Facebook and Digital Money

March 4, 2019

Digital currency like Bitcoin is often associated with cyber crime. Rightly or wrongly, Bitcoin evokes images of Dark Web markets selling drugs, an association reinforced by the Silk Road bust.

Facebook, on the other hand, evokes smiles from grandmothers, but a UK investigative body characterized Facebook is more negative terms. My recollection is that the British government sees Facebook as an example of Wild West capitalism which intentionally or unintentionally enables outfits like the now defunct Cambridge Analytica.

I thought about these associations when I worked my way through “Regarding Facebook’s Cryptocurerncy.” The write up asserted:

just because Facebook launches a stablecoin cryptocurrency for peer-to-peer payments doesn’t mean people will actually use it.

Facebook’s possible angle is getting money. The write up points out:

Remittances are the obvious target market here. And it would be huge, and important, and wonderful, if Facebook were to make remittances 10x cheaper and faster … but that would require much more than fast international stablecoin transfers, because, again, those stablecoins are not legal tender at their destination, and I don’t know if you’ve noticed but businesses tend to have this whole thing about receiving legal tender.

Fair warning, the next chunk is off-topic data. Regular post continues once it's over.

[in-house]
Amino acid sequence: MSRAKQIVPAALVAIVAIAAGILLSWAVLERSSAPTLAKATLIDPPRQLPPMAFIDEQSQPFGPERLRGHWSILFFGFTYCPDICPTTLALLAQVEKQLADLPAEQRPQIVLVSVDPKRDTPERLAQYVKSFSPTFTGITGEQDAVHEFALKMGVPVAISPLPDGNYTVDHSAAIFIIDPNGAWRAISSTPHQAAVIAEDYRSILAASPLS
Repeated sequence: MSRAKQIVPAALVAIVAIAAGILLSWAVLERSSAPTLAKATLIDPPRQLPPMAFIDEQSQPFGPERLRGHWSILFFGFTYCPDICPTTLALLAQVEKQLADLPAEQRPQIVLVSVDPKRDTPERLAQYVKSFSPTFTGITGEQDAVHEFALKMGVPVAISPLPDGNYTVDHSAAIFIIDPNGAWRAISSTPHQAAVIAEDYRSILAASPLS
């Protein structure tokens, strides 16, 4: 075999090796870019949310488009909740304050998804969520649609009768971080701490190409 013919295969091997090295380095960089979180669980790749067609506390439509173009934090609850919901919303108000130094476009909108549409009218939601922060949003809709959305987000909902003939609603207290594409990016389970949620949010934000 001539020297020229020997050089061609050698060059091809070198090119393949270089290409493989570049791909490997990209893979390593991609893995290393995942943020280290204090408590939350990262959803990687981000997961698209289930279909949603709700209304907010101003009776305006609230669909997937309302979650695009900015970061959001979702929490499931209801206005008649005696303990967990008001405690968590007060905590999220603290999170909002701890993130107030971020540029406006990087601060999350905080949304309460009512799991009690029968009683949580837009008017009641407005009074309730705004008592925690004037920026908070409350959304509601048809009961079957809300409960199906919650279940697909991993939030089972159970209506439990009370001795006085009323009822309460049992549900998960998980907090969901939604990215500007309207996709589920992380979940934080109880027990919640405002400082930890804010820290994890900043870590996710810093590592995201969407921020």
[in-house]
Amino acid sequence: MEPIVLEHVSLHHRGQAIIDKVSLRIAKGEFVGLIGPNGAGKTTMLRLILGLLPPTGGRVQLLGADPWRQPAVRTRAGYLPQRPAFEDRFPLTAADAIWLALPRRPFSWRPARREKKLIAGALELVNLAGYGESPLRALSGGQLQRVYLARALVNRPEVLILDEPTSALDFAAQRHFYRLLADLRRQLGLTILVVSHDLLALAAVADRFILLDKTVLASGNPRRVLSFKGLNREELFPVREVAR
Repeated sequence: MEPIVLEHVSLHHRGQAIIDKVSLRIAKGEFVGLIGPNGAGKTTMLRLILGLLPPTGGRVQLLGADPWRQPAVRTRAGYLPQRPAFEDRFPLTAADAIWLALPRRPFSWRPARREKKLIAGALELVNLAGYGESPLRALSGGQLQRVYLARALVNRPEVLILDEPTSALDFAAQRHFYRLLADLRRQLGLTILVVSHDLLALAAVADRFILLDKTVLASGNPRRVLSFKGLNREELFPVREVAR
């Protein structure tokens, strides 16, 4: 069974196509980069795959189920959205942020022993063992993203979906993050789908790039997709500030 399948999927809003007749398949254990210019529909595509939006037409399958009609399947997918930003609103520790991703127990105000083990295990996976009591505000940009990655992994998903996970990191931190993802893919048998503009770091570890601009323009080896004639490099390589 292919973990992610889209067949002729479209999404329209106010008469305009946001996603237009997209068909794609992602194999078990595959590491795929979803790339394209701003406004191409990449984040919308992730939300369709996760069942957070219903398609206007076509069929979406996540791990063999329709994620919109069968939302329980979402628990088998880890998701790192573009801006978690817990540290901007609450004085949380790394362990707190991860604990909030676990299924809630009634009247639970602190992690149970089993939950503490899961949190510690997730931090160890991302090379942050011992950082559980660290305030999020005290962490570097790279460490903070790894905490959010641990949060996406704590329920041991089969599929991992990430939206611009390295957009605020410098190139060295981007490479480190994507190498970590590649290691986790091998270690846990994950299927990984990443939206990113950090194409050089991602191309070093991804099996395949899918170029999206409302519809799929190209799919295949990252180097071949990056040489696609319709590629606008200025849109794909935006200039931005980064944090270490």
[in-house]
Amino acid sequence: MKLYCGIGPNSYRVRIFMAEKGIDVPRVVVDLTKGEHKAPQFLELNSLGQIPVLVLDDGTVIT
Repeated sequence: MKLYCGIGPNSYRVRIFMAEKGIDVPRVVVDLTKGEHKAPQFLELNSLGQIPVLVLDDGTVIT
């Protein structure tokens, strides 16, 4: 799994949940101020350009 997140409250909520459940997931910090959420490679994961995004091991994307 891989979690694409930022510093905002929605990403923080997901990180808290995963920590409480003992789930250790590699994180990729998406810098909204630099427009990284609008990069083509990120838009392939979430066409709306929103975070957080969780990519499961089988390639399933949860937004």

The fix is for Facebook to find ways to get organizations to accept Facecoins.

The other angle is:

for Facebook to establish relationships with cryptocurrency exchanges worldwide, or — even more dramatically — become or sponsor exchanges themselves.

The write up is interesting, but it left me with several questions zipping through my admittedly limited brain:

  1. How could bad actors make use of Facecoin?
  2. Will Facebook provide these digital currency data to government authorities?
  3. What third party services will Facebook enable through an existing or new API?
  4. What audit mechanisms are in place?
  5. What if Facebook’s presumed digital currency is used for illegal activities?

I would suggest that when digital currency becomes part of an organization which the British government views in a less than positive manner, regulatory authorities may be sitting on the sidelines.

Stephen E Arnold, March 4, 2019

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